Inducted May 24, 1970
Arthur was born October 23, 1931 and passed away September 16, 1958 from injuries suffered in an auto accident. He was the first athlete to compete in both the Winter and Summer Olympics in the same year. He was a habitual cyclist and was a member of the US Speedskating team in the Olympic Games in 1956. Arthur made the Winter Olympic team for speed skating despite not being able to compete in the Eastern Olympic Trials because of a sprained knee he sustained while training for the event. The USOC granted him the waiver to the final trials because he had won 9 of 11 national-level events in 1954-55. He also won the title of North American Outdoor Champion. He was nominated to the National Speedskating Hall of Fame on May 24, 1970 in Buffalo, New York.
(Compiled by Rich Garven Sources: Terry Longsjo-Brackett; “Hearts of Lions: The History of American Bicycle Racing” by Peter Nye; Fitchburg Access Television; and on the Web at longsjo.com and active.com.)
Only 18 athletes are believed to have competed in both the Summer and Winter Olympics, eight of them from the United States.
Mr. Longsjo was 12 years old when he first attached long blades to the bottom of his boots and took up speedskating. Nine years later, he was the North American outdoor champion and not long after that was an Olympian, at 24 the youngest speedskater on the team.
Intent on becoming the best skater he could be, Mr. Longsjo made cycling the centerpiece of his out-of-winter training regimen. He would quickly become a better biker than skater.
“Don’t ask me which one he liked the most, (although) I think at the end he really liked cycling more than speedskating,” said Terry Longsjo-Brackett, who attended a prom at Becker Junior College with Art on a blind date and married him in February 1957. (Terry, 76, remarried three years ago and still resides in Massachusetts.) Mr. Longsjo won the first bicycle race he entered, the Massachusetts state championship in 1953. He did so with inferior equipment and after having ridden his bike from his home in Fitchburg to the racing venue in Westboro. Long rides were commonplace for Mr. Longsjo. He regularly took part in a 180-mile training excursion that took him through four states and ended with a 2,000-foot climb to the summit of Mount Wachusett.
It took two 116-mile road races over a span of three days to determine the five cyclists who would make the Olympic team in 1956. Mr. Longsjo was nearly derailed by mechanical problems, but overcame them to grab the final spot.
While he succeeded in making both Olympic teams, Mr. Longsjo did not have the success he hoped for at either Games. He overcame a knee injury to win the 5,000-meter race at the U.S. speedskating trials, but was floored by a pre-race illness that led to his finishing 40th at the Winter Games in Italy.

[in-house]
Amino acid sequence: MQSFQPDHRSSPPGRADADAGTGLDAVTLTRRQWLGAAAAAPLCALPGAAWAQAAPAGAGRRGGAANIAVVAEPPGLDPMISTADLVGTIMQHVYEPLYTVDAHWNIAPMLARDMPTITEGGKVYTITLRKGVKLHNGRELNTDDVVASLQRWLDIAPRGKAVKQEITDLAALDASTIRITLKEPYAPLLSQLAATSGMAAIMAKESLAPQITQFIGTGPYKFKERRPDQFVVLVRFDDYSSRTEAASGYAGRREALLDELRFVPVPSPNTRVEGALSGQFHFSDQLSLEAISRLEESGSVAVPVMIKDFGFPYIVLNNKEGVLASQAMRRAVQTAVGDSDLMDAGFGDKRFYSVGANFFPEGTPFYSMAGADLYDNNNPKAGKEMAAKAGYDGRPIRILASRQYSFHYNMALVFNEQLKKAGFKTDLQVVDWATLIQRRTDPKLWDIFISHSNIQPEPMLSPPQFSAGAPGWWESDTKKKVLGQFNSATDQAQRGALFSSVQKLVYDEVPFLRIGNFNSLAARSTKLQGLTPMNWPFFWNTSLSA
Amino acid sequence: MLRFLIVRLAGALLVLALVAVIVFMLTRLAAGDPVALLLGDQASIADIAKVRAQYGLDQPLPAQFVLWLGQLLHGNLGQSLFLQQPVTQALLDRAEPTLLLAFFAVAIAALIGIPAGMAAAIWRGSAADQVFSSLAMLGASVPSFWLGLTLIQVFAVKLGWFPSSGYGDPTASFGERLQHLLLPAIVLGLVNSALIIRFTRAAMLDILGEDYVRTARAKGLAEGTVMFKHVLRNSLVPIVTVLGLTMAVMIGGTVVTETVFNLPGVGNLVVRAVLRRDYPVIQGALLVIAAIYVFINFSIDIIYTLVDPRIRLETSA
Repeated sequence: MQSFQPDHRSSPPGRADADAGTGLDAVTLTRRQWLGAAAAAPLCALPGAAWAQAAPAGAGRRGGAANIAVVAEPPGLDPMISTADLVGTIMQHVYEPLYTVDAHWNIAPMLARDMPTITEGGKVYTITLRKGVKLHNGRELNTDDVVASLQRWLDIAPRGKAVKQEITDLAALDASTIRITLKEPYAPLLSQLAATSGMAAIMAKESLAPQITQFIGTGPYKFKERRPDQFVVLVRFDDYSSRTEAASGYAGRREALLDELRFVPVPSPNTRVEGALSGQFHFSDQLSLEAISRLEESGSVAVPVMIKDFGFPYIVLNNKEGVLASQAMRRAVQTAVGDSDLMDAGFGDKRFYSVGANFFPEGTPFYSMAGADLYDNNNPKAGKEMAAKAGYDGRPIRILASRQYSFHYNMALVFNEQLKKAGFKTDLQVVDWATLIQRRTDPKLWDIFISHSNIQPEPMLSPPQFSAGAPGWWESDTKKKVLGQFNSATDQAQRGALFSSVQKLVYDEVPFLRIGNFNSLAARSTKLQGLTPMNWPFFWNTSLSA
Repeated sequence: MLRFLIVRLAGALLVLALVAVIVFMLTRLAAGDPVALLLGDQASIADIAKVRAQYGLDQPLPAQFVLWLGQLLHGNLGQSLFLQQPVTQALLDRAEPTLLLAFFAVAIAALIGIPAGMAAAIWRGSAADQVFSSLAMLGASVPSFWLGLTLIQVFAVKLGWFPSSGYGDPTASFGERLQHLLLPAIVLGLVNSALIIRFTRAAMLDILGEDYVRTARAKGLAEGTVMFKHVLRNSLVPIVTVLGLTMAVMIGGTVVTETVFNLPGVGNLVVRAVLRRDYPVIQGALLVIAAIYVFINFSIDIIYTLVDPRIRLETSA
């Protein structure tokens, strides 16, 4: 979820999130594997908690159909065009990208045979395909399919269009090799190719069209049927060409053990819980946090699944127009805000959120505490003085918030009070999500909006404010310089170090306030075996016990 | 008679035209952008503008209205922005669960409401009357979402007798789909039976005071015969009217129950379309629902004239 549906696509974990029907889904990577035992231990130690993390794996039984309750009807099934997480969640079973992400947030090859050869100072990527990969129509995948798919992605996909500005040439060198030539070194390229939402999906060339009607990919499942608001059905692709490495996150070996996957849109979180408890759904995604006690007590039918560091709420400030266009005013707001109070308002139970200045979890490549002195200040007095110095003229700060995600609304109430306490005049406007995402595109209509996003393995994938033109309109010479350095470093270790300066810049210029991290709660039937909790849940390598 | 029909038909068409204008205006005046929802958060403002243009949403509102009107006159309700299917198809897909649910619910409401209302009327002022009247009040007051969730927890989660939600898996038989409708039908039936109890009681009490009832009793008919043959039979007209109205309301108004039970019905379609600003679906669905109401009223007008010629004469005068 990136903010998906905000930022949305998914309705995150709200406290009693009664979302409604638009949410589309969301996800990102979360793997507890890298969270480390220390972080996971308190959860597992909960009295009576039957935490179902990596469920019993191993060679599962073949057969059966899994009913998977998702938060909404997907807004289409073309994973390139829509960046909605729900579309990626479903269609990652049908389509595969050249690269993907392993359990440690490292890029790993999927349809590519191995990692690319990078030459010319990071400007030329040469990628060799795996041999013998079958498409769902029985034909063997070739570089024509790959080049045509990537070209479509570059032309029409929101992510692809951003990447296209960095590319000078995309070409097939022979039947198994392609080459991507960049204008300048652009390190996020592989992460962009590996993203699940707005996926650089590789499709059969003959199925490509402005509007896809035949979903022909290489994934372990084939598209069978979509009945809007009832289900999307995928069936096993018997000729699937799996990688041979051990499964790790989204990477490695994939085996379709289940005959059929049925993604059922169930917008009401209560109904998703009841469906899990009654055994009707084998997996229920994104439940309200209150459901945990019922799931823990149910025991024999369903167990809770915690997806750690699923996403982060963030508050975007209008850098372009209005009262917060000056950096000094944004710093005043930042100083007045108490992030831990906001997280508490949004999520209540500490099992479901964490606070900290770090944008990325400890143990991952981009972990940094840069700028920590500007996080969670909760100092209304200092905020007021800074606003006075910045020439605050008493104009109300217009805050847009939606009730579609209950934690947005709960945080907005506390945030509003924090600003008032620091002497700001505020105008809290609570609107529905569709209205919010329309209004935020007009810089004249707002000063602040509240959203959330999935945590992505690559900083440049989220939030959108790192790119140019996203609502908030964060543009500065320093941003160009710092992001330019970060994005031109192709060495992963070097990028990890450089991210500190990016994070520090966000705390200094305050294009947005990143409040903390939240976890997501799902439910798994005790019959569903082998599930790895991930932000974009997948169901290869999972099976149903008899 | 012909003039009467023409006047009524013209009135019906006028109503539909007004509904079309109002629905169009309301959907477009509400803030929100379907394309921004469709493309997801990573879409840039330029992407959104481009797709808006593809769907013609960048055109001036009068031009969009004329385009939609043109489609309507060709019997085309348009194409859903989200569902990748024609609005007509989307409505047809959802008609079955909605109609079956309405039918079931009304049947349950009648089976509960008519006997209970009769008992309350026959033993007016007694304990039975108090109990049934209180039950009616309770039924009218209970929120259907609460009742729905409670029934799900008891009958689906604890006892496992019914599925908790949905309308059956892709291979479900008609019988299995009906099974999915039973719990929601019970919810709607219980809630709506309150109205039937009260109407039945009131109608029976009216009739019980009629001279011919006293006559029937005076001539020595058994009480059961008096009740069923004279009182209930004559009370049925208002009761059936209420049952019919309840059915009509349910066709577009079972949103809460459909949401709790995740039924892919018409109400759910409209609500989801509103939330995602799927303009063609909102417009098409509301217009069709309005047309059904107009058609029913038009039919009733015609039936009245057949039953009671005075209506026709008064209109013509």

Although road racing was his forte, Mr. Longsjo was placed in the 4,000-meter team pursuit on the track at the Summer Games in Australia. The unfamiliar foursome didn’t advance out of the preliminary heats.
Mr. Longsjo won six straight Massachusetts cycling championships and captured indoor and outdoor North American titles. He became the first American to win the prestigious Tour du St. Laurent in Canada and twice won the 170-mile Quebec-to-Montreal race. He set a record the first time and never raced again after the second win.
Mr. Longsjo was sleeping while his friend drove home the morning after the race. They had just left Canada behind when a bee distracted the driver, causing the car to crash. Mr. Longsjo died later that evening as a result of a fractured skull and internal injuries.
“One thing about Art that he had, that I really loved him for, was the fact that if he lost a race it’s because that other man was better than he was. … There was never any bitterness from Art. That was one of his greatest qualities.” — Terry Longsjo-Brackett
Although a tremendous athlete, Mr. Longsjo failed his physical when he tried to enlist in the Air Force in the mid-1950s. It seems he had a pinhole between ventricles that produced a “blowing” heart murmur.
Mr. Longsjo was elected to the National Speedskating Hall of Fame in 1970 and was enshrined in the U.S. Bicycling Hall of Fame in 1988. A memorial in downtown Fitchburg honors his achievements.
The Tour of Somerville in New Jersey, which Mr. Longsjo won in 1958, is recognized as the oldest cycling race still in existence in the United States. Next is the Fitchburg Longsjo Classic, which was first held in 1960 as a tribute to one of the city’s favorite sons.
Guy Morin, a friend of Mr. Longsjo’s, helped organize the inaugural event along with Mr. Longsjo’s widow, Terry. Fittingly enough, Morin won that first race.
The Fitchburg Longsjo Classic cycling race continues to be held annually.